- Graham Houston, Boxing
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When we think of great one-punch knockouts, what invariably comes to mind are blows delivered to the chin. There was Rocky Marciano's big right hand crumpling Jersey Joe Walcott; Sugar Ray Robinson's left hook blowing away the supposedly blast-proof Gene Fullmer; Bob Foster's left hook laying out Dick Tiger.
A one-punch finish with a body punch is much more unusual, but every so often it happens, and it's happened three times this year.
Jose Luis Castillo's collapse against Ricky Hatton was followed by Jhonny Gonzalez and Tomas Rojas dropping dramatically against Gerry Penalosa and Jorge Arce respectively.
These endings were startling in their suddenness, surprising because as a rule body punches are seen as a means of one fighter wearing down the other, slowly eroding his resistance.
When a fighter loses as a result of one punch to the body there can be a suspicion of surrender. After Hatton's win over Castillo there were those who thought that the veteran Mexican boxer took an opportunity to bail out.
At the postfight news conference, Castillo's longtime promoter, Bob Arum, wearily explained to the uninitiated: "Once you get hit that way, and it's a perfect shot like the one Ricky hit him with tonight, the guy can't breathe for 30 seconds. There's nothing he can do, no matter how he wants to get up -- he cannot breathe."
The one-punch finish resulting from a body punch is a rarity. To get three in one year is highly unusual.
Here is a personal top 10 of such finishes -- endings that were literally breathtaking.
1. Oscar De La Hoya vs. Bernard Hopkins -- The highest-profile fight to end with one punch to the body came in September 2004, when De La Hoya dropped like a stone in the ninth round of his middleweight title challenge against Hopkins at the MGM Grand in Las Vegas.
De La Hoya had boxed well and one judge had him in front after eight rounds.
Hopkins was coming on strongly, though. He had swept the seventh and eighth rounds in the scoring and seemed to be quickening his pace, forcing De La Hoya to retreat. Hopkins had the look of a man certain he was going to win. At ringside that night, I noticed that his step was jaunty as he went back to his corner at the end of the eighth round.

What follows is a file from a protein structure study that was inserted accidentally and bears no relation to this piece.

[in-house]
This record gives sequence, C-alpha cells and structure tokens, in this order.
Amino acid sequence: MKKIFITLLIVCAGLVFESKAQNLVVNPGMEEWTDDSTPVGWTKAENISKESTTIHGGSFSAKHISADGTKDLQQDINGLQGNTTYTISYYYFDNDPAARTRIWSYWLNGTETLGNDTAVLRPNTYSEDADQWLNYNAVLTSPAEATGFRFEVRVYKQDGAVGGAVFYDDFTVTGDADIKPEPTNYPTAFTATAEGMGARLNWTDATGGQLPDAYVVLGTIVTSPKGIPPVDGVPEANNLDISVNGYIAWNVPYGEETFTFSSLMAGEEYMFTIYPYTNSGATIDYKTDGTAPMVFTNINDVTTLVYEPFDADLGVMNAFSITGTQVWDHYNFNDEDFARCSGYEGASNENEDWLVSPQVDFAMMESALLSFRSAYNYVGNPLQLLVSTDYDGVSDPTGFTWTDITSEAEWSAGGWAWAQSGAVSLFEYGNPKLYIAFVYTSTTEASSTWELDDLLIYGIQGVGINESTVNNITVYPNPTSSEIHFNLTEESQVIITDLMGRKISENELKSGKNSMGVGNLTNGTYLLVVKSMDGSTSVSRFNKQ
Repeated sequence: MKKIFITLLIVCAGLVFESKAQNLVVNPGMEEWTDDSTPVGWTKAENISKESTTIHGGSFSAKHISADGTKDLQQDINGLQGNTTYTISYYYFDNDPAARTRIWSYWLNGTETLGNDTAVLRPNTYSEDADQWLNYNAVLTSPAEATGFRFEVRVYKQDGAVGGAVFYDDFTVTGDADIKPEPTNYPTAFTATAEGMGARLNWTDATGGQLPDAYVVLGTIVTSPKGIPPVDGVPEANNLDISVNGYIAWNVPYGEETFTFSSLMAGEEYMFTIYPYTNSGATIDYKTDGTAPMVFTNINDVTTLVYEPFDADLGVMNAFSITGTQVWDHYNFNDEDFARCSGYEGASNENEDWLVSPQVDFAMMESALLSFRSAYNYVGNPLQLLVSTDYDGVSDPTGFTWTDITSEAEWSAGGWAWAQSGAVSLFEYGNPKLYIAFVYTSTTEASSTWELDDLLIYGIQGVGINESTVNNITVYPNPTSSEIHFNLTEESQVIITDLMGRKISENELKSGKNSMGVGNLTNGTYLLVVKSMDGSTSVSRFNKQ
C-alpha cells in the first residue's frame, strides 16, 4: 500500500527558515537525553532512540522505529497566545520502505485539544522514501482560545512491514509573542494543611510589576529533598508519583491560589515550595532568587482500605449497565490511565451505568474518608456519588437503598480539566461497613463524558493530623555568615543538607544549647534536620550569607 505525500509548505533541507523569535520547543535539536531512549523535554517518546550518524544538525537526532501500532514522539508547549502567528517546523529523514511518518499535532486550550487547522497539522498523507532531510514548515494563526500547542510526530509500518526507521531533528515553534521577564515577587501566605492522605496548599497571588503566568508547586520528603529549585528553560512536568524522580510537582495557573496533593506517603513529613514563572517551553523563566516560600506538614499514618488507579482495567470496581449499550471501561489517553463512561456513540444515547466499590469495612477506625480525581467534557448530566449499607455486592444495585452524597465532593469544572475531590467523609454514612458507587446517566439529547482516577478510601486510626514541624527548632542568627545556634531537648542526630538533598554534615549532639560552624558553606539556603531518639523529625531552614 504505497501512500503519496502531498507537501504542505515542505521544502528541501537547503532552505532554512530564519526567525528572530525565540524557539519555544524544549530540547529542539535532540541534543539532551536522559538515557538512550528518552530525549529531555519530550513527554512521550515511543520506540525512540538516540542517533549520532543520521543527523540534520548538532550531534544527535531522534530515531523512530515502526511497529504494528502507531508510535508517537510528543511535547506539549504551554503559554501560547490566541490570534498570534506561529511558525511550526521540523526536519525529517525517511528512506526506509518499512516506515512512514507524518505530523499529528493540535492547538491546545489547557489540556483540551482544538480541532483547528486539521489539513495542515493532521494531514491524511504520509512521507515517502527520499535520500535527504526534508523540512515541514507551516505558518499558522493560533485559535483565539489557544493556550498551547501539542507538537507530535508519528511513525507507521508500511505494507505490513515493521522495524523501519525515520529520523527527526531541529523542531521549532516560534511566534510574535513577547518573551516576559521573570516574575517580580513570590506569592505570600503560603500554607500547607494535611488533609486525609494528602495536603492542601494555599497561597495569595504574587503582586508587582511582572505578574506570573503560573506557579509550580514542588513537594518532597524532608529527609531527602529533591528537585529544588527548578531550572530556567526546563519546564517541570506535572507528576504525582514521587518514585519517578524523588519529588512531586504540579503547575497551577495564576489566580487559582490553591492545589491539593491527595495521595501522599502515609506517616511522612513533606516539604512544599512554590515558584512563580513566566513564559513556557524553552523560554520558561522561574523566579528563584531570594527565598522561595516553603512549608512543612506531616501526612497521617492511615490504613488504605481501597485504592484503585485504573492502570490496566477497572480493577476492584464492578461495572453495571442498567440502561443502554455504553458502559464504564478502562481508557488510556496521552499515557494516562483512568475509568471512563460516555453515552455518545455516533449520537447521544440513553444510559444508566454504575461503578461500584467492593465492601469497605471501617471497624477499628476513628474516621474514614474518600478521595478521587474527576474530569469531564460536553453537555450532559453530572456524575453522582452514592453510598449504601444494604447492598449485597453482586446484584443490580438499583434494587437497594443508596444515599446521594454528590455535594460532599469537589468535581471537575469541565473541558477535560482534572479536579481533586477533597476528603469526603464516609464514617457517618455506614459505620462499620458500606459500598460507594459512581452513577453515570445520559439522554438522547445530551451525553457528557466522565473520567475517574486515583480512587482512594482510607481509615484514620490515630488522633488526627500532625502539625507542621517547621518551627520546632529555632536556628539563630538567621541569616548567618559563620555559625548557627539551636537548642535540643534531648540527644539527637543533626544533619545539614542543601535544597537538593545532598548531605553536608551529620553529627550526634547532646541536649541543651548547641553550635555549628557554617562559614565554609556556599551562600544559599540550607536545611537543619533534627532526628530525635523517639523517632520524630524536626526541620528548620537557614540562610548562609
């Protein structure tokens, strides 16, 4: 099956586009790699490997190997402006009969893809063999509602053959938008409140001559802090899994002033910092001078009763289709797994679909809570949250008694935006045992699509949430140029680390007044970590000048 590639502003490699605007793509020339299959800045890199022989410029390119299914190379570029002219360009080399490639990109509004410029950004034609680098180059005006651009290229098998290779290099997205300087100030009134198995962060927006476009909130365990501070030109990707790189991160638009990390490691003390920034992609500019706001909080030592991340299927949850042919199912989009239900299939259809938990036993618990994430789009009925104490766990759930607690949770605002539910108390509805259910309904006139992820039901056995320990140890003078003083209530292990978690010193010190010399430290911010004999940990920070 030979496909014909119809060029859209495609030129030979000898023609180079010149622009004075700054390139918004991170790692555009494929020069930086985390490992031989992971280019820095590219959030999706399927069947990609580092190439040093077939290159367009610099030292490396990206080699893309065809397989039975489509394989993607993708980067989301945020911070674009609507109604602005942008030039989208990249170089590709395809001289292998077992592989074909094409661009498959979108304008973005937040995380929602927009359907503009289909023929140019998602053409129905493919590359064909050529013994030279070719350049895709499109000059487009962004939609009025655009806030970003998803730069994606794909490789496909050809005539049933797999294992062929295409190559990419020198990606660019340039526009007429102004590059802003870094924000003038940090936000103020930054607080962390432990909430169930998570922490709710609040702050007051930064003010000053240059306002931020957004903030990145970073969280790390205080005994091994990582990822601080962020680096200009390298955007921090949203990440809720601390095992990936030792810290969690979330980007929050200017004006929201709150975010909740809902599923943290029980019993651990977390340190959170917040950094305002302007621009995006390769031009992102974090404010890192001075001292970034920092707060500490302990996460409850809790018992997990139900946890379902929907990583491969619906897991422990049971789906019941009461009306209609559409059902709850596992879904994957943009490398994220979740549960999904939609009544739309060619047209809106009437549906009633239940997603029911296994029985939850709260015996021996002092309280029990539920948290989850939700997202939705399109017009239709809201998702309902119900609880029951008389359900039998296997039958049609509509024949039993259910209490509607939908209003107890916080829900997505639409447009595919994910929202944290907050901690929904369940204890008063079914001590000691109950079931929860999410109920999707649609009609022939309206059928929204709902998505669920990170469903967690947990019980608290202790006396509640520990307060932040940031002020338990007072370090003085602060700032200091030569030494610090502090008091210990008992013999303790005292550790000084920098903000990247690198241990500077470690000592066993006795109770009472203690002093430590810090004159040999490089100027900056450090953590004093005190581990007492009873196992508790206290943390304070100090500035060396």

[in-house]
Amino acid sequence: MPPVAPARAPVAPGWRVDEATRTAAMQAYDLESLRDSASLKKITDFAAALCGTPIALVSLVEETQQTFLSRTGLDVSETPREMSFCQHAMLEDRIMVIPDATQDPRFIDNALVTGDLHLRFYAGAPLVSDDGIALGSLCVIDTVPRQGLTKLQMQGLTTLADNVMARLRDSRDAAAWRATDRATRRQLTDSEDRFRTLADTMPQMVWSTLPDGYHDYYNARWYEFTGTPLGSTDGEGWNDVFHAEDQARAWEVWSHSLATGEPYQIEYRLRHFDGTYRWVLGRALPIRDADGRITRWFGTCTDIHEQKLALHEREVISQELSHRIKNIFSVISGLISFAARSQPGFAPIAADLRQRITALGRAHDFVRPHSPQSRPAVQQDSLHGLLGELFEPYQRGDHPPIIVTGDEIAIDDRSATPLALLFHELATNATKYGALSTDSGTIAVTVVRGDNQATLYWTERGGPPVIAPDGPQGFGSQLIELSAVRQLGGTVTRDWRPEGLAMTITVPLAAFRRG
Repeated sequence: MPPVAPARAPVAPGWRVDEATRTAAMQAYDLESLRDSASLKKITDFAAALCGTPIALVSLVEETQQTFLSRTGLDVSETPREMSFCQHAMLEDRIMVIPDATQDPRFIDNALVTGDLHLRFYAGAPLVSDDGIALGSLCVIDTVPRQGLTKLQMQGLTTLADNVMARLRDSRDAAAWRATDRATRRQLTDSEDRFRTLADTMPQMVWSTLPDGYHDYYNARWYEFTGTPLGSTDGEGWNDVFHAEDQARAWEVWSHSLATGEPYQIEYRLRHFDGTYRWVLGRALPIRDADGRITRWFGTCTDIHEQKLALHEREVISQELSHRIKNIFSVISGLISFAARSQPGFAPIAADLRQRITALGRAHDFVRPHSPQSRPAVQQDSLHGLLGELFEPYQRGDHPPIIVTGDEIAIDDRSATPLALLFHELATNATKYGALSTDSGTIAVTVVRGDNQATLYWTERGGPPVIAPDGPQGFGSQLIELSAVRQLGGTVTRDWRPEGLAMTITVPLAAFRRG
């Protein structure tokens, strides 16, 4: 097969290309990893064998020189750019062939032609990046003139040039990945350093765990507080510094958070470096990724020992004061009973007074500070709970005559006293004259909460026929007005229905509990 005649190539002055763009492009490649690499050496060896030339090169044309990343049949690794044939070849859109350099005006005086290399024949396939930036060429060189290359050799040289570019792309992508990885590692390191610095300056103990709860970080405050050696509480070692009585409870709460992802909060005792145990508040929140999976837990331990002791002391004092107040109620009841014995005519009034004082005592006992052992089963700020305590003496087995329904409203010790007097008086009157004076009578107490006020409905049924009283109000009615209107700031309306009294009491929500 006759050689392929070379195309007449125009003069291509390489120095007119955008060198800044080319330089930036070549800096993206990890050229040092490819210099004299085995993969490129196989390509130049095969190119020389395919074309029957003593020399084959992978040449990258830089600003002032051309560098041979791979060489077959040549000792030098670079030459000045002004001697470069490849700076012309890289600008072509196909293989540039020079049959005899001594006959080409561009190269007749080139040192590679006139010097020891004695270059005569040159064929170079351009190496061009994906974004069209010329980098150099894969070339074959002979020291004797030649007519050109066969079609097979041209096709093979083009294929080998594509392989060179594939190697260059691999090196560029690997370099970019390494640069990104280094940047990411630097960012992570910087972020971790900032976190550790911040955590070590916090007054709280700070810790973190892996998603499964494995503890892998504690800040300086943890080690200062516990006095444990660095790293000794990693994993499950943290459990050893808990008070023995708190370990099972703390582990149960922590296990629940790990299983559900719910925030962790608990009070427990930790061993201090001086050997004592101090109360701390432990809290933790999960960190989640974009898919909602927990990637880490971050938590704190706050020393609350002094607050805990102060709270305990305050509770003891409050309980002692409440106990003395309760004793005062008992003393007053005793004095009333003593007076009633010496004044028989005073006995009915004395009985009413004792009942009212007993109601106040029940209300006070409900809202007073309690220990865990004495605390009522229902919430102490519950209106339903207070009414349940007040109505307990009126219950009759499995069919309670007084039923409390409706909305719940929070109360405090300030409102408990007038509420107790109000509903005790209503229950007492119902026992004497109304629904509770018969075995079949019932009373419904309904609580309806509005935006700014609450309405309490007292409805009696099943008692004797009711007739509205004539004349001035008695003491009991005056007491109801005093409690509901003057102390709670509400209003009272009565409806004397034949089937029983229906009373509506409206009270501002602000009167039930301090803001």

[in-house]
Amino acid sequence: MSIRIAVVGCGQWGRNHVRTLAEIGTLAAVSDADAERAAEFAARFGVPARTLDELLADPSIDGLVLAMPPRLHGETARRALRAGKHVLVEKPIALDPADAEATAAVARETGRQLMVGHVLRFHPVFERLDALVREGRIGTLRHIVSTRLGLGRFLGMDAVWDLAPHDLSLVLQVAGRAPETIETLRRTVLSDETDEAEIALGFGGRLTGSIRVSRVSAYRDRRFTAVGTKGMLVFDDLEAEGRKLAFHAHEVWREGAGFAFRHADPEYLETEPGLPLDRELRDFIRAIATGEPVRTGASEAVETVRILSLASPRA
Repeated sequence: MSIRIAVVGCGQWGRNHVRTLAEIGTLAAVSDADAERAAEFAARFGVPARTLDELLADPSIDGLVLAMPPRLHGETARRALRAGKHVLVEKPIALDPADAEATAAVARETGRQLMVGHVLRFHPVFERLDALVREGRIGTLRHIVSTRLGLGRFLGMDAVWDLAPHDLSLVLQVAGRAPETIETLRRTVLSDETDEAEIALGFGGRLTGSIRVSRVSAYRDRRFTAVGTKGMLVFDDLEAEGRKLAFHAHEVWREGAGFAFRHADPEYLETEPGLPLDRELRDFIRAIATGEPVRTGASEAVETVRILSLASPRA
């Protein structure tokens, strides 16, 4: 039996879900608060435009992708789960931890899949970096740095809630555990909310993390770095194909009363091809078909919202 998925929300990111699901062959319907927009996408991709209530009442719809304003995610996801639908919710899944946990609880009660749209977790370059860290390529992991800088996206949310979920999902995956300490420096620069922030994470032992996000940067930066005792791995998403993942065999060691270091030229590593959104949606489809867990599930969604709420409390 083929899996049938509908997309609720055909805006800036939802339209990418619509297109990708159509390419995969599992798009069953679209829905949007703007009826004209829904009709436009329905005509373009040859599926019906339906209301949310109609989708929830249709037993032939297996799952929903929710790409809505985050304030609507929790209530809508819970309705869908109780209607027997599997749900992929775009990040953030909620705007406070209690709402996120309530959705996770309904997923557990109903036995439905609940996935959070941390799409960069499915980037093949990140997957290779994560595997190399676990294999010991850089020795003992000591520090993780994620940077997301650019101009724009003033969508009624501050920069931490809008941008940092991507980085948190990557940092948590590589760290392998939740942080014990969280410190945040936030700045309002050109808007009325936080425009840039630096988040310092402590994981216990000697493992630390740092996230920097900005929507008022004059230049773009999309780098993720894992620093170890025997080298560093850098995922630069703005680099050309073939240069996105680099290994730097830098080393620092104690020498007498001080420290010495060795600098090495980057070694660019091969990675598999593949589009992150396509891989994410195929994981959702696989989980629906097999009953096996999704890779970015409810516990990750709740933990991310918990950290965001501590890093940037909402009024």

Everything was flowing Hopkins' way. De La Hoya landed a crisp left hook in the ninth but Hopkins came back with a better right hand. Oscar hooked to the body but Hopkins walked through it.
Then Hopkins stepped in with a left hook around the side of De La Hoya's right elbow, and in the next instant the Golden Boy was on all fours. TV replays on the big screens at the MGM seemed to indicate a cuffing type of hook rather than a full-impact shot, but its effect was immediate. De La Hoya rolled over with an agonized expression as referee Kenny Bayless counted him out. De La Hoya pounded the canvas in frustration, bringing unsympathetic comments from future big-fight rival Floyd Mayweather Jr., the gist of which were: "If he had the energy to punch the floor he had the energy to get up."
After the fight De La Hoya told the media: "It's hard for someone to knock me out -- never in my wildest dreams did I think I'd get stopped by a body shot."
2. Mickey Ward vs. Alfonso Sanchez -- Ward has always been an exponent of the left hook to the liver. The Lowell, Mass., junior welterweight was artful in his method of delivery, throwing a quick hook upstairs to get an opponent's right arm to lift up, then sinking in a hook to the body. He did this to perfection when knocking out Mexico's Sanchez in the seventh round at the Thomas & Mack Center in Las Vegas in April 1997.
Sanchez at the time was a red-hot prospect. He was dominating Ward, who was cut over the eye and had been dropped in the fifth and battered in the sixth. At ringside that night, I was thinking it was just a matter of time before Ward got stopped. But in the seventh he came out and started to throw the left hook in a last-stand type of way, and a perfectly placed drive downstairs had Sanchez down on his hands and knees gasping for air as referee Mitch Halpern counted him out.
3. Jorge Arce vs. Tomas Rojas -- If Ward pulled off an against-the-tide win against Sanchez, the sixth-round win scored by Arce in his bantamweight fight against Rojas in September at the Hard Rock casino hotel in Las Vegas was not far behind.
The tall, rangy southpaw Rojas was outfighting and outpunching Arce in every round. It was as if the two-weight world champion from Los Mochis couldn't figure out his fellow Mexican's style. Things almost seemed to be too easy for Rojas as he unloaded his rapid-fire bursts. Then Arce started to target Rojas's lanky body. I thought a left hook that landed in the kidney area affected Rojas a little in the fifth -- a similar shot in the next round closed the show in a startling manner. Rojas turned away and dropped to one knee. Although he got up just in time to beat the count, he was done. He collapsed into the ropes without really being hit, to bring referee Joe Cortez's intervention.
4. Gerry Penalosa vs. Jhonny Gonzalez -- Penalosa's seventh-round knockout win over defending bantamweight champ Gonzalez in Sacramento in April was another case of a losing fight being salvaged by one crunching blow underneath.